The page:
Is price stability enough?
No one in the industrial countries should now question the substantial economic benefits associated with reducing inflation from earlier, high levels. At the same time, history also teaches that the stability of consumer prices might not be sufficient to ensure macroeconomic stability. Past experience is replete with examples of major economic and financial crises that were not preceded by inflationary pressures. Conversely, history shows that many periods of deflation, based on rising productivity, were simultaneously characterised by rapid growth. Recent structural changes in the global economy imply that this history might have more contemporaneous relevance than is commonly thought. If so, the implication is that policies directed to the pursuit of price stability might have to be applied more flexibly and with a longer-run focus than has recently been the case.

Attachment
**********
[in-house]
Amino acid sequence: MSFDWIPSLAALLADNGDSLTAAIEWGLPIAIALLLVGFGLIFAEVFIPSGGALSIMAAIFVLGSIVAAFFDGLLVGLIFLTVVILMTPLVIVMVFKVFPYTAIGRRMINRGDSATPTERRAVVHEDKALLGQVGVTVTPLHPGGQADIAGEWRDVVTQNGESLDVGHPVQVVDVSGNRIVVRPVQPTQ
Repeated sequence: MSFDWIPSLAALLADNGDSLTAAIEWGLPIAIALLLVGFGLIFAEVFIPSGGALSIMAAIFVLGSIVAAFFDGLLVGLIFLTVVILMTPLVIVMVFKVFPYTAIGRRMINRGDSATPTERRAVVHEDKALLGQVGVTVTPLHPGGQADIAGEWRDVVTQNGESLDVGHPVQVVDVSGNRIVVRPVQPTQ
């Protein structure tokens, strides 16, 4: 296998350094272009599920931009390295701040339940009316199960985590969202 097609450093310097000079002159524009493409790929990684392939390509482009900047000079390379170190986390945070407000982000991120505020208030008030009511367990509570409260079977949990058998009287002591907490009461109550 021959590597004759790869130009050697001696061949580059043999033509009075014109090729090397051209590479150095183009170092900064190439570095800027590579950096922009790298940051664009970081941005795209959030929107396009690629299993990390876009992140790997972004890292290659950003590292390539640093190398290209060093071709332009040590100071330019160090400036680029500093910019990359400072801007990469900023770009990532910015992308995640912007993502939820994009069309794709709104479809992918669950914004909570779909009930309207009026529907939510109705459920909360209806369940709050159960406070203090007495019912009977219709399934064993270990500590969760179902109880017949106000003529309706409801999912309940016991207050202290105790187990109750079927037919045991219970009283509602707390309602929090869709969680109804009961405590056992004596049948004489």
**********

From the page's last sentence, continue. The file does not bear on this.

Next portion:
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- Blinder, Alan S, 1988. "The Fall and Rise of Keynesian Economics," The Economic Record, The Economic Society of Australia, vol. 64(187), pages 278-294, December.
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